Physical therapists perform specialized tests–such as the Hawkins-Kennedy impingement test, Neer’s impingement sign, and the external rotation lag sign– to diagnose an impingement or a tear. For instance, your therapist may raise your arm, move your arm out to the side, or raise your arm and ask you to resist a force, all at specific angles of elevation. These tests may cause you to feel some temporary discomfort, but don’t worry—that’s normal and part of what helps the therapist identify the exact source of your problem.
In some cases, the results of these tests might indicate the need for a referral to an orthopedist or for imaging tests, such as ultrasound imaging, magnetic resonance imaging (MRI), or computed tomography (CT).
Once a rotator cuff injury has been diagnosed, you will work with your orthopedist and physical therapist to decide if you should have surgery or if you can try to manage your recovery without surgery. If you don’t have surgery, your therapist will work with you to restore your range of motion, muscle strength, and coordination, so that you can return to your regular activities. In some cases, your therapist may help you learn to modify your physical activity so that you put less stress on your shoulder. If you decide to have surgery, your therapist can help you both before and after the procedure.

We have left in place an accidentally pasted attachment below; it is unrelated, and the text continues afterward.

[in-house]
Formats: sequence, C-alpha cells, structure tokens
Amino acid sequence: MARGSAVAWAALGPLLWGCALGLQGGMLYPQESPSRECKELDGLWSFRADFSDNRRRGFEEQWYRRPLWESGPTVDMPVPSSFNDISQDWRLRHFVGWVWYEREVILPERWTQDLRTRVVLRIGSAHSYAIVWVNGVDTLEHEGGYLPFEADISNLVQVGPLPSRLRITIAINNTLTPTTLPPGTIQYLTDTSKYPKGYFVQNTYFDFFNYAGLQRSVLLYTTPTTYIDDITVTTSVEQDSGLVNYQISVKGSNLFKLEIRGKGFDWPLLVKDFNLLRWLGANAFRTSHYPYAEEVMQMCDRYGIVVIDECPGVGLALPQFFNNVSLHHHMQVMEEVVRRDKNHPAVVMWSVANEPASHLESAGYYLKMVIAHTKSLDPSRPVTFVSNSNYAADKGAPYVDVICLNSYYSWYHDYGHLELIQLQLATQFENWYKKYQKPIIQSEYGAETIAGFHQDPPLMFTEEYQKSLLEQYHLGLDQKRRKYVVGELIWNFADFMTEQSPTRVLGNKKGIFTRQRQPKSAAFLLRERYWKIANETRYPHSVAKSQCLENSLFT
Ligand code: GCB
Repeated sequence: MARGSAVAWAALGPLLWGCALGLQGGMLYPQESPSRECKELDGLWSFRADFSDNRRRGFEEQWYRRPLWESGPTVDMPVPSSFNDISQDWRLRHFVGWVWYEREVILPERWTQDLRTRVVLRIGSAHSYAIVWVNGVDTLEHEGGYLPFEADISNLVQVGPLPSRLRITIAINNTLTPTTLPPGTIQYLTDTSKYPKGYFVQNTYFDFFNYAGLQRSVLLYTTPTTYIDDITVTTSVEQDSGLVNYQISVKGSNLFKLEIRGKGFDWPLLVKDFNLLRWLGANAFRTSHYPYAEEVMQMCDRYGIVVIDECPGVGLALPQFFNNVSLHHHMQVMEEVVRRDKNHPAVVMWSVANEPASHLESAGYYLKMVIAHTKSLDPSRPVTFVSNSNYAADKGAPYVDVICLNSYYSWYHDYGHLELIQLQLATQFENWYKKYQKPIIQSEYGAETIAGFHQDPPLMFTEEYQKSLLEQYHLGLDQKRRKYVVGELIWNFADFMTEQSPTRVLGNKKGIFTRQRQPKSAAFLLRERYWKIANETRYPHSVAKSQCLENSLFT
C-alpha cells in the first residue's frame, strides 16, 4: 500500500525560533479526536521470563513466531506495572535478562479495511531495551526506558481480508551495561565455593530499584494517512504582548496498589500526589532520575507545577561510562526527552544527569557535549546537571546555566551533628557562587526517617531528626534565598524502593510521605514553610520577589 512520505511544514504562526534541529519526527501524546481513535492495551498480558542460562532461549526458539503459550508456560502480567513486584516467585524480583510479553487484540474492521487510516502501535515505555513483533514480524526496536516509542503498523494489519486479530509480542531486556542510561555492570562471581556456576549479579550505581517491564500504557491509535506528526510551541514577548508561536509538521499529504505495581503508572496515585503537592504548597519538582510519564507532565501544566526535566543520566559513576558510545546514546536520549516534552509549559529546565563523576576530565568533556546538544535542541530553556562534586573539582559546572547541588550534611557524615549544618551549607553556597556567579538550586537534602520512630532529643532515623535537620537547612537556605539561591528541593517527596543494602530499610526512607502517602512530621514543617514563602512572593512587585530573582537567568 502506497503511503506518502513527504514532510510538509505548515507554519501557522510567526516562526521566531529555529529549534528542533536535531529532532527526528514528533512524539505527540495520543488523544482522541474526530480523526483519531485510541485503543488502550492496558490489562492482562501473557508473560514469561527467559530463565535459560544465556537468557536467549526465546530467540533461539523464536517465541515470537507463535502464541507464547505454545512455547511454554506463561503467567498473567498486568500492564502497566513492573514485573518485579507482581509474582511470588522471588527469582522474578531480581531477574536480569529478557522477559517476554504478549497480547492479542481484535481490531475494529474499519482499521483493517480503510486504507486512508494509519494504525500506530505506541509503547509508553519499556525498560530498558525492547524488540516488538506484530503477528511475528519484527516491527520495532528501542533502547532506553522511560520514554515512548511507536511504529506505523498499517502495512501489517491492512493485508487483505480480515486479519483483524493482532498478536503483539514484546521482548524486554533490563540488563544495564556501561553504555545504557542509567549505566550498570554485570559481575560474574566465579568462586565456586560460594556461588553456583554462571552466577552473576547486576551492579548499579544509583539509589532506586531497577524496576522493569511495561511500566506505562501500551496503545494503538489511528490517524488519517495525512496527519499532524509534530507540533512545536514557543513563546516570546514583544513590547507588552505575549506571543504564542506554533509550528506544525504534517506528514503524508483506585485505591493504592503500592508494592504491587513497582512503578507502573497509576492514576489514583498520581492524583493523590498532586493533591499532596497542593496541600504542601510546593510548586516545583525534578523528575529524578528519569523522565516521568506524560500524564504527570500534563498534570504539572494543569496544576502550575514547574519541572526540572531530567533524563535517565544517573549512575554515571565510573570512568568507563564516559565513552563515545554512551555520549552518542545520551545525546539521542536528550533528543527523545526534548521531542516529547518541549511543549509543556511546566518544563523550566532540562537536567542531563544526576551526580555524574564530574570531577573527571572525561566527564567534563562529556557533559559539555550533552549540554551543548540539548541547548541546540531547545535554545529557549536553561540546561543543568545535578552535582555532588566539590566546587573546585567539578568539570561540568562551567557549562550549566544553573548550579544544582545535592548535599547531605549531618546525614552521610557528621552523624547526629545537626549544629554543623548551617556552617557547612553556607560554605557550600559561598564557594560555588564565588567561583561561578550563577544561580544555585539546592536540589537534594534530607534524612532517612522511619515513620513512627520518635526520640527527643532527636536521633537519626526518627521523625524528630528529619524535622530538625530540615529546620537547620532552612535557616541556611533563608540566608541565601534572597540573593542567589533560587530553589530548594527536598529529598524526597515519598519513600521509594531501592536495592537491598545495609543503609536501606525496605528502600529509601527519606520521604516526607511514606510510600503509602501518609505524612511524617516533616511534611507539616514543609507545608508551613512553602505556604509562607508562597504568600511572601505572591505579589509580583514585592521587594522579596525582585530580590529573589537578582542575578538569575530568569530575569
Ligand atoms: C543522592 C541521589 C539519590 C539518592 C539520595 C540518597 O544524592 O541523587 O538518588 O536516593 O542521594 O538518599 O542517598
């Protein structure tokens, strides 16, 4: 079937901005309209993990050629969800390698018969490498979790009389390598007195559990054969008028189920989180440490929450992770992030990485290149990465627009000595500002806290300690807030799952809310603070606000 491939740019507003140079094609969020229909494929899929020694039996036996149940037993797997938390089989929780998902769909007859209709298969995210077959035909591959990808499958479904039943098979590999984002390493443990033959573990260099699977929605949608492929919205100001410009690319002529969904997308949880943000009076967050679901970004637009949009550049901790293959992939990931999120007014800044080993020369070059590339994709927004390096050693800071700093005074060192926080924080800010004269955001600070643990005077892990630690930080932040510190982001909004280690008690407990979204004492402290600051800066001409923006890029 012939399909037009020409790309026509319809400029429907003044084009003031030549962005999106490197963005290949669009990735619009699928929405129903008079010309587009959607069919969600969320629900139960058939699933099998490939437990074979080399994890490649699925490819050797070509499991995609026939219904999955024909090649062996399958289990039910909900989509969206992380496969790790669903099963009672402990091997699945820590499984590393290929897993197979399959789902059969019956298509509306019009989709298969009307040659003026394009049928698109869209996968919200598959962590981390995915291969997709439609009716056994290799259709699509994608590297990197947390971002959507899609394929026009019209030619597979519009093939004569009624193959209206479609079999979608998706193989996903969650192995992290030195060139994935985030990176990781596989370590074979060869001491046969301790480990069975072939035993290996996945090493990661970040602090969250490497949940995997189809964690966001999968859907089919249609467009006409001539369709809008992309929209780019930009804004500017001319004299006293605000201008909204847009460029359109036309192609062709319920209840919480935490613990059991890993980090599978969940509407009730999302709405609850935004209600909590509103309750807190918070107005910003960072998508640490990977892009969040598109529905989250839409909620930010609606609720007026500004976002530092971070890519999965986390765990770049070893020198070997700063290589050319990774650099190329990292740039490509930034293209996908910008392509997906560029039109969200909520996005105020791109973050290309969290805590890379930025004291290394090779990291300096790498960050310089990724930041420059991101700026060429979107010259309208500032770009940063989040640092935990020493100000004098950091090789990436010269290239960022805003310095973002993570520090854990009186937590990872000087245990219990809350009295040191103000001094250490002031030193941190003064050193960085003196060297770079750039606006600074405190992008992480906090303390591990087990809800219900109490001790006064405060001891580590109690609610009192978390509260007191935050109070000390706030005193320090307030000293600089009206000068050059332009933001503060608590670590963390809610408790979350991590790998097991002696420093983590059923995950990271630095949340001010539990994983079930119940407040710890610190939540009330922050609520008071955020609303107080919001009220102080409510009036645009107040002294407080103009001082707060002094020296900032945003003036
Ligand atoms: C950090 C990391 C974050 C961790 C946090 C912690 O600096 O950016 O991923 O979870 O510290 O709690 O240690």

Regardless of which treatment you have—physical therapy only, or surgery and physical therapy—early treatment can help speed up healing and avoid permanent damage.
If a rotator cuff tear is suspected following a trauma, seek the attention of a physical therapist or other health care provider to rule out the possibility of serious life- or limb-threatening conditions. Once serious injury is ruled out, your physical therapist will help you manage your pain and will prepare you for the best course of treatment.
A physical therapist can help manage the symptoms of chronic rotator cuff tears as well as improve how your shoulder works. For large rotator cuff tears that can’t be fully repaired, physical therapists can teach special strategies to improve shoulder movement.
Once a full-thickness rotator cuff tear develops, you may need surgery to restore use of the shoulder or decrease painful symptoms. Physical therapy is an important part of the recovery process. The repaired rotator cuff is vulnerable to reinjury following shoulder surgery, so it’s important to work with a physical therapist to safely regain full use of the injured arm. After the surgical repair, you will need to wear a sling to keep your shoulder and arm protected as the repair heals. Once you are able to remove the sling for exercise, the physical therapist will begin your exercise program.